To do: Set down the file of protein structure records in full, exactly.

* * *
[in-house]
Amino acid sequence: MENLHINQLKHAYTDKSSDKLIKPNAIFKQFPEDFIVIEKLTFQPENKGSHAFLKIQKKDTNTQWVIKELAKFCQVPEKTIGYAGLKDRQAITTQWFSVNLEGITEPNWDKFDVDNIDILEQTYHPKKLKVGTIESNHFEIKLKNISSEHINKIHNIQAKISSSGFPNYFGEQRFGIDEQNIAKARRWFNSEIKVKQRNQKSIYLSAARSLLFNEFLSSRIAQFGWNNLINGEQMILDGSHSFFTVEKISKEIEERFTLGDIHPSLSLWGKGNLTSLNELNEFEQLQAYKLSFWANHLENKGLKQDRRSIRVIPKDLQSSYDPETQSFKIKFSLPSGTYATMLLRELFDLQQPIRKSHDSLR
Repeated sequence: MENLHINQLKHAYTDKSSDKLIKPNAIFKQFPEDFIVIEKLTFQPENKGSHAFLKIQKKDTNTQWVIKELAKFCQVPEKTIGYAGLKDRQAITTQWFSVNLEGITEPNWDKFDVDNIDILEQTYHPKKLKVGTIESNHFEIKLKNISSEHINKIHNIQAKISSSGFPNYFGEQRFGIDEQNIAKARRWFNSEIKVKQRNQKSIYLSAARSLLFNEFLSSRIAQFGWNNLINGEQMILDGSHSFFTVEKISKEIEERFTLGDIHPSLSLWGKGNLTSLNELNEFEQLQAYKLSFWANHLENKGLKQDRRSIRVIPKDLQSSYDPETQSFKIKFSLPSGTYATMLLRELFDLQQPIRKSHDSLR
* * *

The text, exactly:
[in-house]
Amino acid sequence: MENLHINQLKHAYTDKSSDKLIKPNAIFKQFPEDFIVIEKLTFQPENKGSHAFLKIQKKDTNTQWVIKELAKFCQVPEKTIGYAGLKDRQAITTQWFSVNLEGITEPNWDKFDVDNIDILEQTYHPKKLKVGTIESNHFEIKLKNISSEHINKIHNIQAKISSSGFPNYFGEQRFGIDEQNIAKARRWFNSEIKVKQRNQKSIYLSAARSLLFNEFLSSRIAQFGWNNLINGEQMILDGSHSFFTVEKISKEIEERFTLGDIHPSLSLWGKGNLTSLNELNEFEQLQAYKLSFWANHLENKGLKQDRRSIRVIPKDLQSSYDPETQSFKIKFSLPSGTYATMLLRELFDLQQPIRKSHDSLR
Repeated sequence: MENLHINQLKHAYTDKSSDKLIKPNAIFKQFPEDFIVIEKLTFQPENKGSHAFLKIQKKDTNTQWVIKELAKFCQVPEKTIGYAGLKDRQAITTQWFSVNLEGITEPNWDKFDVDNIDILEQTYHPKKLKVGTIESNHFEIKLKNISSEHINKIHNIQAKISSSGFPNYFGEQRFGIDEQNIAKARRWFNSEIKVKQRNQKSIYLSAARSLLFNEFLSSRIAQFGWNNLINGEQMILDGSHSFFTVEKISKEIEERFTLGDIHPSLSLWGKGNLTSLNELNEFEQLQAYKLSFWANHLENKGLKQDRRSIRVIPKDLQSSYDPETQSFKIKFSLPSGTYATMLLRELFDLQQPIRKSHDSLR